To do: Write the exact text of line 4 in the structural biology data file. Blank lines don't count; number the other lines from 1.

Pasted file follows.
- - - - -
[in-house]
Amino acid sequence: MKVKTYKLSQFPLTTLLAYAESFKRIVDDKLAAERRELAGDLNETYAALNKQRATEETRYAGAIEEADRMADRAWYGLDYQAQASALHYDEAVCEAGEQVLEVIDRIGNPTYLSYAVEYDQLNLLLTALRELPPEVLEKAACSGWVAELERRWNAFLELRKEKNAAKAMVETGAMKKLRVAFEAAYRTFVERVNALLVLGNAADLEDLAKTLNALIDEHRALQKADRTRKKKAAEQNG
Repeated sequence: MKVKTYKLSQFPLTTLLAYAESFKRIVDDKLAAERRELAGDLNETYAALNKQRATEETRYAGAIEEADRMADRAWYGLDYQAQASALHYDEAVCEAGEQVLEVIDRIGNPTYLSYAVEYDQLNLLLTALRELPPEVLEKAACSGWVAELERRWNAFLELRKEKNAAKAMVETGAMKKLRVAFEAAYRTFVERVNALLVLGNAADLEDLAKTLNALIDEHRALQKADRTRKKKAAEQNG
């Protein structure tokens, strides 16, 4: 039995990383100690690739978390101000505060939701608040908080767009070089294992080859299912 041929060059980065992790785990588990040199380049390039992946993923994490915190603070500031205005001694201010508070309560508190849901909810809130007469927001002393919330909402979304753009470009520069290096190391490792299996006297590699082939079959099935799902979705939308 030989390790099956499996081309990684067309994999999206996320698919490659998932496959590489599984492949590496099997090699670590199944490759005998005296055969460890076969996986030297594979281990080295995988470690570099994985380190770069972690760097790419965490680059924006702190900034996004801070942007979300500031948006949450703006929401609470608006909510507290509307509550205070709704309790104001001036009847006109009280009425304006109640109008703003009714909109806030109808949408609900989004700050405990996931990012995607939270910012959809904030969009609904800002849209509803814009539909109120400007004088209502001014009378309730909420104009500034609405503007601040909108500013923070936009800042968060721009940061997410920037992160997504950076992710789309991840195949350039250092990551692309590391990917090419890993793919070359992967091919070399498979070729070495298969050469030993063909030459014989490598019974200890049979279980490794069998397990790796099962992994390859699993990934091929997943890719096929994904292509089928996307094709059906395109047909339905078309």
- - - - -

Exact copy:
């Protein structure tokens, strides 16, 4: 039995990383100690690739978390101000505060939701608040908080767009070089294992080859299912 041929060059980065992790785990588990040199380049390039992946993923994490915190603070500031205005001694201010508070309560508190849901909810809130007469927001002393919330909402979304753009470009520069290096190391490792299996006297590699082939079959099935799902979705939308 030989390790099956499996081309990684067309994999999206996320698919490659998932496959590489599984492949590496099997090699670590199944490759005998005296055969460890076969996986030297594979281990080295995988470690570099994985380190770069972690760097790419965490680059924006702190900034996004801070942007979300500031948006949450703006929401609470608006909510507290509307509550205070709704309790104001001036009847006109009280009425304006109640109008703003009714909109806030109808949408609900989004700050405990996931990012995607939270910012959809904030969009609904800002849209509803814009539909109120400007004088209502001014009378309730909420104009500034609405503007601040909108500013923070936009800042968060721009940061997410920037992160997504950076992710789309991840195949350039250092990551692309590391990917090419890993793919070359992967091919070399498979070729070495298969050469030993063909030459014989490598019974200890049979279980490794069998397990790796099962992994390859699993990934091929997943890719096929994904292509089928996307094709059906395109047909339905078309």